Gus Grissom: Fuckin' A, bubba.
Deke Slayton: Alright, so what Gus is saying is that we've got to change things around here. He's saying that we are pilots. And we know more about what we need to fly this thing than anybody else. So what we have to do is to alter the experiment. And what that comes down to is who is gonna control this thing from here on out.
Gordon Cooper: What Gus is saying here is that we've got to stick together on this deal

16. Serenity - Okay, I can't pick a moment, I just love the hell out of this movie.

17. Miller's Crossing - Albert Finney listening to Danny Boy and then shooting the crap out of the mobsters who are out to get him.

18. Shallow Grave - the final scene - Ewan McGregor is nailed to the floor, but he's got a smile on his face, because he knows where the money is.

19. Rear Window - When Jimmy Stewart introduces his neighbors to Grace Kelly by the nicknames he's given them.

20. The Dead - that final scene, with the voiceover of the last few paragraphs of Joyce's story.
One by one, we're all becoming shades. Better to pass boldly into that other world, in the full glory of some passion, than fade and wither dismally with age. How long you locked away in your heart the image of your lover's eyes when he told you that he did not wish to live. I've never felt that way myself towards any woman, but I know that such a feeling must be love. Think of all those who ever were, back to the start of time. And me, transient as they, flickering out as well into their grey world. Like everything around me, this solid world itself which they reared and lived in, is dwindling and dissolving. Snow is falling. Falling in that lonely churchyard where Michael Furey lies buried. Falling faintly through the universe and faintly falling, like the descent of their last end, upon all the living, and the dead.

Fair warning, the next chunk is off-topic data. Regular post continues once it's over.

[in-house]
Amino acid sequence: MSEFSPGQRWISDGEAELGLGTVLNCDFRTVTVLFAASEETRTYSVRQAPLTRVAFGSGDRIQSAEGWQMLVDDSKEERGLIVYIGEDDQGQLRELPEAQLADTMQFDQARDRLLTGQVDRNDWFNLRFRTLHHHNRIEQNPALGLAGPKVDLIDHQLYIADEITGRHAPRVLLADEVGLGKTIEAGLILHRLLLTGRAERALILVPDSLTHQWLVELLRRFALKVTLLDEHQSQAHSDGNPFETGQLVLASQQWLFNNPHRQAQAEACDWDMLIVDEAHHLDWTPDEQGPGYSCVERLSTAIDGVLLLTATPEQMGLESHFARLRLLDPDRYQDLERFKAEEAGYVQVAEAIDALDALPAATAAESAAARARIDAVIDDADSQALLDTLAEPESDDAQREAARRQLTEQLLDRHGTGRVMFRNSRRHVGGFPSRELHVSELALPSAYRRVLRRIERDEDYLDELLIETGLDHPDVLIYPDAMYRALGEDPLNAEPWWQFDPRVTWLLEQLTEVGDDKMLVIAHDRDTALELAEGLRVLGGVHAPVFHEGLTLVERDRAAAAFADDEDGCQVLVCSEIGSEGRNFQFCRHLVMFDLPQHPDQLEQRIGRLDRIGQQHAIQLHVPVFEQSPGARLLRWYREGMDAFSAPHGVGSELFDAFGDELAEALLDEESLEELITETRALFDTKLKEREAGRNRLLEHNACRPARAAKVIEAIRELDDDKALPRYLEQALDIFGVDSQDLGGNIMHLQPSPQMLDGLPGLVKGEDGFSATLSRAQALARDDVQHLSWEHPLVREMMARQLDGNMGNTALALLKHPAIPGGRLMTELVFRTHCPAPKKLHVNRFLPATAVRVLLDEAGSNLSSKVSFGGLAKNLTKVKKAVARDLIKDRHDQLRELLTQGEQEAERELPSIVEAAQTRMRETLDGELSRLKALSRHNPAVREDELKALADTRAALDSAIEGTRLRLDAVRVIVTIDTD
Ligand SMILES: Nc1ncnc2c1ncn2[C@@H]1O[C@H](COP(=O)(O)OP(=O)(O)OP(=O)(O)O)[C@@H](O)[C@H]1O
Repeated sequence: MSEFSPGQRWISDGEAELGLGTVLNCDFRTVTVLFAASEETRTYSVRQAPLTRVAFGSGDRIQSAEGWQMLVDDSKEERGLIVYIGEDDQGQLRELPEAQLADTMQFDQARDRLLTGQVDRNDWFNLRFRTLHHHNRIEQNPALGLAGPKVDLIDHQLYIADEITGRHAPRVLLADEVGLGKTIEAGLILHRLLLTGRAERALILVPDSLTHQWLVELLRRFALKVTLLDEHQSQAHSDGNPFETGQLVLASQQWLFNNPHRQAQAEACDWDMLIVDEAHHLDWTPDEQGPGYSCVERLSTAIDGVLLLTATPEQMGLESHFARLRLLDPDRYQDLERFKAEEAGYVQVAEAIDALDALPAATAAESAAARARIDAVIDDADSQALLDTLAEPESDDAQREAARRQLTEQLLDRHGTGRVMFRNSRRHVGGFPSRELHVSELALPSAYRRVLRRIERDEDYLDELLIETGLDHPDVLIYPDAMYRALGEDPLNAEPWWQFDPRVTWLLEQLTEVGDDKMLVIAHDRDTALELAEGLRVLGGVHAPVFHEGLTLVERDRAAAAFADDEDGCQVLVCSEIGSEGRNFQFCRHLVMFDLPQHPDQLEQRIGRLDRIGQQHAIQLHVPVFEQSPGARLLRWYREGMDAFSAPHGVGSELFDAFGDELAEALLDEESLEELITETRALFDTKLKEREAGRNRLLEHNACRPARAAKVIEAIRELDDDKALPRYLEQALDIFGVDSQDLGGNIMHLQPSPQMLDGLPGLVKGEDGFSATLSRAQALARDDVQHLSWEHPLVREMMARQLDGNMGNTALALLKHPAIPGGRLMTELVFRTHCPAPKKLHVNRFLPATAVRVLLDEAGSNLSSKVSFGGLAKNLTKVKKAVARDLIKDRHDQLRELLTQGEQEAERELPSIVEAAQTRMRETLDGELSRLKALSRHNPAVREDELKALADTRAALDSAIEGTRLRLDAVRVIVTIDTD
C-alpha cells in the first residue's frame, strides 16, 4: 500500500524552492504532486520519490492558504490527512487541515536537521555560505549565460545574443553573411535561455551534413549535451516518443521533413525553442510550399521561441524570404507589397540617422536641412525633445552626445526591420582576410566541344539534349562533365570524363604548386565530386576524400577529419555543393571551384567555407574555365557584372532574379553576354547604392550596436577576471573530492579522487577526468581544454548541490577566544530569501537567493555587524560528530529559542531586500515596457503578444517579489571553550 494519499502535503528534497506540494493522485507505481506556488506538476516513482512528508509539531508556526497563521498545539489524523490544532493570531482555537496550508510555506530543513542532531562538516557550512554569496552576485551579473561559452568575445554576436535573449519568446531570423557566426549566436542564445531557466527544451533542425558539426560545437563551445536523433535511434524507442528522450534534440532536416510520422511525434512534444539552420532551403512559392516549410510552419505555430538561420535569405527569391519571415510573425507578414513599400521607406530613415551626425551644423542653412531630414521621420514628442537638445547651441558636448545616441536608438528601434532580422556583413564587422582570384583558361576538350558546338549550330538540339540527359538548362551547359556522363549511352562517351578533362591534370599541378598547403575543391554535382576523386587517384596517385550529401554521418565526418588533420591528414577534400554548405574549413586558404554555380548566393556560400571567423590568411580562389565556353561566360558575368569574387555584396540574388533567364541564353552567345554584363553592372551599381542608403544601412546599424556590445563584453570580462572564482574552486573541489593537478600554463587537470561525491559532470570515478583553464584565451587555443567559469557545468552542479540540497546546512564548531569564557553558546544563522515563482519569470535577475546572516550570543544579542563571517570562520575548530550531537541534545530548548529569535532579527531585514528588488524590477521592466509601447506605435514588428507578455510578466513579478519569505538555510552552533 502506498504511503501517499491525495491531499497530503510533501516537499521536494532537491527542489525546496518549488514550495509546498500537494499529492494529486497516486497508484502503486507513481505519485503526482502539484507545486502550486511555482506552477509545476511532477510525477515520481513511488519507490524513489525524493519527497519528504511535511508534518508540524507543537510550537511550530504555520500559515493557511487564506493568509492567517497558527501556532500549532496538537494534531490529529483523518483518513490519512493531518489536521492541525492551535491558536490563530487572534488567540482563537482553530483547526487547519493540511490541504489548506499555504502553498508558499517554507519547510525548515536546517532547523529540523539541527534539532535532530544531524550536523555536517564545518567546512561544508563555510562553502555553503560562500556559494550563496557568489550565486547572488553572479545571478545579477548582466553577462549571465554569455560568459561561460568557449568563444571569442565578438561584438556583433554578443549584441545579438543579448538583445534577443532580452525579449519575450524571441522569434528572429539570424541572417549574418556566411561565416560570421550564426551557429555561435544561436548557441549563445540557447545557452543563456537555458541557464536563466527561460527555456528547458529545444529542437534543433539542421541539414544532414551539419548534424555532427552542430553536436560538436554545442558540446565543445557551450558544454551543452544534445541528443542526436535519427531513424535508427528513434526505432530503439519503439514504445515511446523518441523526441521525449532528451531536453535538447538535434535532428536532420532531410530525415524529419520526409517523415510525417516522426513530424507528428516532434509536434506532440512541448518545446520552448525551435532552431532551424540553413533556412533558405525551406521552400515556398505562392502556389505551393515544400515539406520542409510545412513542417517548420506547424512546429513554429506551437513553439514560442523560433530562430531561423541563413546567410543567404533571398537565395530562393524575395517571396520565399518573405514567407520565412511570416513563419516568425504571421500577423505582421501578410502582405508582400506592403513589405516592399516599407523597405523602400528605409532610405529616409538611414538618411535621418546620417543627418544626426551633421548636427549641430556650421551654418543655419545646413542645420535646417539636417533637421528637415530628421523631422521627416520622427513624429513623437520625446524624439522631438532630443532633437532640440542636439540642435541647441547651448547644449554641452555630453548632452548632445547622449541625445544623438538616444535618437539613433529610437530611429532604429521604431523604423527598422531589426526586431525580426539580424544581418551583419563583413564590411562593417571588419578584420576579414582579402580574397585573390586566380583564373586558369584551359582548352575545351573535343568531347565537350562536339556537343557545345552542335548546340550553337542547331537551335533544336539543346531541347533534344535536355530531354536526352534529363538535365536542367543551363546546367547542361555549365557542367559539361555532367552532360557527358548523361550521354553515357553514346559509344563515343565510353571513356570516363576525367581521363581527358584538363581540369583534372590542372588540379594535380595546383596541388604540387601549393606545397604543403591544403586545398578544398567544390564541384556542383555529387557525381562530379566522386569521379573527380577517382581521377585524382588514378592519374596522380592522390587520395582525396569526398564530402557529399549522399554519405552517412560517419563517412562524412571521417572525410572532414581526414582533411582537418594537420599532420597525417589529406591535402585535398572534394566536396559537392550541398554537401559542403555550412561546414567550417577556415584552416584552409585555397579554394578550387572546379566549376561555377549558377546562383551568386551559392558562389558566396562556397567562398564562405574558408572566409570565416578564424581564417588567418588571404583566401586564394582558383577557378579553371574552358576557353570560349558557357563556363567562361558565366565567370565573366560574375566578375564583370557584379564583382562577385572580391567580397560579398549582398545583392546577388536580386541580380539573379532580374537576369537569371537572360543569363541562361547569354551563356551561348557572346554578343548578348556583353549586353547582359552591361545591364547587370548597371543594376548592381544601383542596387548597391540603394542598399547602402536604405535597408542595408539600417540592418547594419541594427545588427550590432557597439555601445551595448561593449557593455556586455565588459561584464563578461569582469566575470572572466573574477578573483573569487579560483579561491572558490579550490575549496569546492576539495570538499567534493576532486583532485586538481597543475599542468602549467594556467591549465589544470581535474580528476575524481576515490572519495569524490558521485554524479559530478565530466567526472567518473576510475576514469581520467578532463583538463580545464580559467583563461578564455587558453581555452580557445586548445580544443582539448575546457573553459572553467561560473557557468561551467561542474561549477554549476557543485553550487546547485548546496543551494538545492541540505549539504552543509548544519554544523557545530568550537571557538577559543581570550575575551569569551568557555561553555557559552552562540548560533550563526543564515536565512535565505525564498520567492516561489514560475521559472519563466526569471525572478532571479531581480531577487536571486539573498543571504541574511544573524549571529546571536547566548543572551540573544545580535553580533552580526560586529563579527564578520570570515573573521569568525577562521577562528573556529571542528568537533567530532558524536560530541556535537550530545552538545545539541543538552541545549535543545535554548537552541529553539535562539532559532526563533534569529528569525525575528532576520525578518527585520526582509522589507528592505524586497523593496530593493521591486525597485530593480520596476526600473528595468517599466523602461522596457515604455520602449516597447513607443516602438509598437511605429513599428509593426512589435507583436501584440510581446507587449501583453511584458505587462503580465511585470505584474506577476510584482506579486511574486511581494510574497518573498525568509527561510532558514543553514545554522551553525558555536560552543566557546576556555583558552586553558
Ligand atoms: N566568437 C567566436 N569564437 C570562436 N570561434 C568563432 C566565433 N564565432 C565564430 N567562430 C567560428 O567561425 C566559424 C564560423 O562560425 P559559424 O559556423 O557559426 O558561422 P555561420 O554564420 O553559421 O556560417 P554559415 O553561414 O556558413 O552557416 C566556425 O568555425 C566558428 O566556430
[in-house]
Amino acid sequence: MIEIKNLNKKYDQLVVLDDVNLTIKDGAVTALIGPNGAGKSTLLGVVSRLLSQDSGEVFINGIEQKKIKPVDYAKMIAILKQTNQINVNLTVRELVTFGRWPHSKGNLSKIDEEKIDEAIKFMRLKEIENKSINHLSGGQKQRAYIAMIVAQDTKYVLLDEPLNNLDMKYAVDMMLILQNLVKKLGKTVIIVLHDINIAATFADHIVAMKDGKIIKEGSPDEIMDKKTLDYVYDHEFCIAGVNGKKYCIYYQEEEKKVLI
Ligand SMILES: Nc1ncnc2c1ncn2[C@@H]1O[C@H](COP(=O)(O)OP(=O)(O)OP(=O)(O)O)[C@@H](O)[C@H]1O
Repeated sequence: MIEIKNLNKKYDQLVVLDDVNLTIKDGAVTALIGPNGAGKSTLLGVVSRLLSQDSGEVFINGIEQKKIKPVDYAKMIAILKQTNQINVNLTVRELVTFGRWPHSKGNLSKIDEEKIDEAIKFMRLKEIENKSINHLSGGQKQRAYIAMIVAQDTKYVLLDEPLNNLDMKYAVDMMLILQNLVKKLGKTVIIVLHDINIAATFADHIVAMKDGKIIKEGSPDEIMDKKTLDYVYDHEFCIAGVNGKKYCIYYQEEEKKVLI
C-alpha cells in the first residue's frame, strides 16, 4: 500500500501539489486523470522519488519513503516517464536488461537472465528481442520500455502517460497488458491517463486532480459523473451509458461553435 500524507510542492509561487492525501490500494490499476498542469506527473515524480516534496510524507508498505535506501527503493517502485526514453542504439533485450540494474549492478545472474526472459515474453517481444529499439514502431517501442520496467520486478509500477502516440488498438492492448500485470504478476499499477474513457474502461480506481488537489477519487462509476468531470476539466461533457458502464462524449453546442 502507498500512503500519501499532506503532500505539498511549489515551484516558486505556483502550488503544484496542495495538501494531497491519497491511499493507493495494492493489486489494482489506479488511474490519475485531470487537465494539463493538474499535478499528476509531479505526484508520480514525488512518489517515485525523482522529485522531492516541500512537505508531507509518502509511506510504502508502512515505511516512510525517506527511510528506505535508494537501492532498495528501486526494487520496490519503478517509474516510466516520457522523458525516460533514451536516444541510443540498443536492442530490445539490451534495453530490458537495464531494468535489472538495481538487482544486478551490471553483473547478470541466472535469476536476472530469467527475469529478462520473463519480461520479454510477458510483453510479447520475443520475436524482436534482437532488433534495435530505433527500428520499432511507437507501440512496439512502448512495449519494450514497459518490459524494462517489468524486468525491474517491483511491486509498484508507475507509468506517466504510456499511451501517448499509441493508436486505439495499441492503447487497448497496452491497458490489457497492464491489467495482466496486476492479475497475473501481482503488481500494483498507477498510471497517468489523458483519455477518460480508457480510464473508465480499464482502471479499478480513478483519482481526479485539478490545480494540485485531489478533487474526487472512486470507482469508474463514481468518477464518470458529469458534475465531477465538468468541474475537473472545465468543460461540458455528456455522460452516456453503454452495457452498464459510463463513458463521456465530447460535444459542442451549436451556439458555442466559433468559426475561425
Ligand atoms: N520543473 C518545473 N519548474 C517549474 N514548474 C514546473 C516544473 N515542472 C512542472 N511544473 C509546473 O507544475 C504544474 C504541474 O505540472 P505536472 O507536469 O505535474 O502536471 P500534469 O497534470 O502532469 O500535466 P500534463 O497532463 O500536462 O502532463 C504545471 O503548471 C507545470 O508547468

11 comments:

Toast said...

I love The Right Stuff.

maurinsky said...

It's one of my all-time favorite movies.

Hazel said...

Jean Hagen's reading of "People? I ain't people!" and "Well, I can't make love to a bush!" never fail to make me laugh.

One of my favourite bits from Cabaret is Sally's perfect pronunciation of Bumsen.

Hazel said...

And, my two favourite bits of Serenity both involve River being extremely violent.

maurinsky said...

I'm partial to Lina Lamont commenting on how she sounds "good 'n LOUD!"

Everytime I tried to pick my favorite scene, I just kept thinking of other ones I love just as much.

melville22000 said...

Everytime I tried to pick my favorite scene, I just kept thinking of other ones I love just as much

Me, too! I'm sure I could extend the list to 100 or more. A few off the top of my head:

Holiday - Katharine Hepburn comparing her profile with her stuffed giraffe: "Looks like me."

Twentieth Century - John Barrymore saying "you amoeba."